Watch Brooks Koepka on the range and it's easy to see why insiders have been predicting big things for the 24-year-old since he got out of Florida State in 2012.
Koepka validated the prognostication Sunday, shooting a final-round 66 to take the Waste Management Phoenix Open by a stroke. The two key shots both came about thanks to Koepka's hyperdrive clubhead speed. At the par-5 15th, he hit driver, 6-iron to 50 feet and converted the eagle putt to take the lead. Then, on the intimidating 18th hole, he nuked his tee shot 331 yards dead center, airmailing the water and bunkers that torment those with regular speed.
The three-time All-American took a slightly circuitous route to the PGA Tour, playing on the European Challenge and regular Tours the last two seasons before breaking through at the Turkish Airlines Open in November. Now, he's in the top 20 and looks to be staying for awhile.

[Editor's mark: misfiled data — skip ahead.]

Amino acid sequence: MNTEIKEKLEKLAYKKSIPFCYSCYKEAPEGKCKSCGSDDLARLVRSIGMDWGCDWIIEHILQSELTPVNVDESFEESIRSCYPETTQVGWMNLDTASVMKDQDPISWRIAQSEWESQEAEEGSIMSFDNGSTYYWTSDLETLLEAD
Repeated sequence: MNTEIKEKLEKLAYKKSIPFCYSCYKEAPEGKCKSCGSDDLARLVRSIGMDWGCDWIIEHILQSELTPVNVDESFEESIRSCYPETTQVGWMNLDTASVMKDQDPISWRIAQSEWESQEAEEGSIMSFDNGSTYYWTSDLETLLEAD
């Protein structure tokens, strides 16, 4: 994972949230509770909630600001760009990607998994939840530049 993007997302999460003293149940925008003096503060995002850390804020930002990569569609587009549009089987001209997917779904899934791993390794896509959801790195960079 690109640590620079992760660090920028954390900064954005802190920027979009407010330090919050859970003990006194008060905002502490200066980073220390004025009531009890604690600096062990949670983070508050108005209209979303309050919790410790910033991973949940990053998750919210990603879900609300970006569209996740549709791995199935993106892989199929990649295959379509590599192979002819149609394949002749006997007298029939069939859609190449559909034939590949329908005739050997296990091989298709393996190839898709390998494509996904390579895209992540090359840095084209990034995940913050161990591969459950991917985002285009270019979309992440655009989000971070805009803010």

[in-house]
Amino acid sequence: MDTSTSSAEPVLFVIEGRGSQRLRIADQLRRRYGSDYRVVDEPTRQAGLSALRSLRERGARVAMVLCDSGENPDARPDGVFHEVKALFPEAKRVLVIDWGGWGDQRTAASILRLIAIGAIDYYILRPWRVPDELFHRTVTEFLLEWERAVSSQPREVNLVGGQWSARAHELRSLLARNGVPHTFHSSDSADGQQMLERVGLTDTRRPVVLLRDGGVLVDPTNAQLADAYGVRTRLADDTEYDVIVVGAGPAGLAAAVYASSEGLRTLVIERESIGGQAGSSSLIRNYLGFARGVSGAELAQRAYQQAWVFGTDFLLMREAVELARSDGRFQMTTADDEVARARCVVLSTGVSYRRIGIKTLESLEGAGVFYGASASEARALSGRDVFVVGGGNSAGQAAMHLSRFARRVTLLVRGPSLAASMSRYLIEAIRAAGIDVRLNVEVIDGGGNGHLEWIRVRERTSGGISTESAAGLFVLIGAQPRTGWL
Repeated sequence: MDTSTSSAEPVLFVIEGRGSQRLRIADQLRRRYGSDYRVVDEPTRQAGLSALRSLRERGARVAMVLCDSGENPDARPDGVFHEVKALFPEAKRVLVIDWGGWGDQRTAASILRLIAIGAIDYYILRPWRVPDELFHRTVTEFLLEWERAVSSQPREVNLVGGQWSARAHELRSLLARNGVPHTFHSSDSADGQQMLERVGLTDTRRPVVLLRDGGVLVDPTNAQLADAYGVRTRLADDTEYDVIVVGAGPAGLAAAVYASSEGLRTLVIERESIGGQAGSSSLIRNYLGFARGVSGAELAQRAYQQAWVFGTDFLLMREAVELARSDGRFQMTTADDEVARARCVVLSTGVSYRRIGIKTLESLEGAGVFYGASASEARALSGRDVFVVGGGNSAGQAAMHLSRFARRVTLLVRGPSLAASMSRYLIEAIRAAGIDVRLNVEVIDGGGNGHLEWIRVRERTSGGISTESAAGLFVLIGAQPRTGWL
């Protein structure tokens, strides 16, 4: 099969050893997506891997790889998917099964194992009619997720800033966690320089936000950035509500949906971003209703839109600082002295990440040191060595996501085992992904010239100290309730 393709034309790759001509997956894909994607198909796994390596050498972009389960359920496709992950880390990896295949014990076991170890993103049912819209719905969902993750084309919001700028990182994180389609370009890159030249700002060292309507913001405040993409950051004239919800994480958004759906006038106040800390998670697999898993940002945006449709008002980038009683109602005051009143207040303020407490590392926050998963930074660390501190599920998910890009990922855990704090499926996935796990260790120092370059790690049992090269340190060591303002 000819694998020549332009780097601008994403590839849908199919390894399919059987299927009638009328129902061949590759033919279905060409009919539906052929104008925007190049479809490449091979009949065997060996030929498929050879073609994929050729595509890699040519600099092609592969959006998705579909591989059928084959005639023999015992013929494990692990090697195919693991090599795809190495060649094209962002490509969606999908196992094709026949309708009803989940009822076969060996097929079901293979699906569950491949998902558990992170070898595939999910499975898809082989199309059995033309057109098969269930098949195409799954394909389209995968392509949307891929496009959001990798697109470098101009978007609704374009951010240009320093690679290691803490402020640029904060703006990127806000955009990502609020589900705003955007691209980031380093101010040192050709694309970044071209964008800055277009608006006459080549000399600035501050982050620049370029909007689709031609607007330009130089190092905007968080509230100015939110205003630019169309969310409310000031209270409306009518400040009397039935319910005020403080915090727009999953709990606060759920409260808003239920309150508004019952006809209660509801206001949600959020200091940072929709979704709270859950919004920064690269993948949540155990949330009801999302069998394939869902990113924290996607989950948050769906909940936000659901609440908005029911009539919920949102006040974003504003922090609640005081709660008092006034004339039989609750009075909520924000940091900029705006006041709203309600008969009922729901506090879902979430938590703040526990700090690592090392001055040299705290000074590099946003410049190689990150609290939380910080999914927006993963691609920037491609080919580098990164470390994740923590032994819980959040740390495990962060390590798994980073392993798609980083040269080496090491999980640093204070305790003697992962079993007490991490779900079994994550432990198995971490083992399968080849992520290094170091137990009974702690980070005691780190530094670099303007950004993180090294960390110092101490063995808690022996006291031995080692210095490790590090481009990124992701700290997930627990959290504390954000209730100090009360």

"Brooks isn't a giant guy, but he produces huge power--170 miles per hour of ball speed," says top South Carolina teacher Brad Redding, who is based at the International Club in Myrtle Beach. "Amateurs try to drive their legs toward the target, which makes it hard to control the angle the club swings on. Brooks uses his legs to push into the ground, which stabilizes his body and gives him the chance to rotate his body really fast."
That stability lets Koepka go at the ball virtually as hard as he likes and not worry about losing control. "You can add some of that speed to your swing, too," says Redding. "Get into good posture by bending from your hips, not the waist. Feel the inside muscles of your legs tighten to help push into the ground. When you coil in the backswing, use all the muscle groups--back, chest, shoulders and lower body--to explode the turning of your hips in the downswing."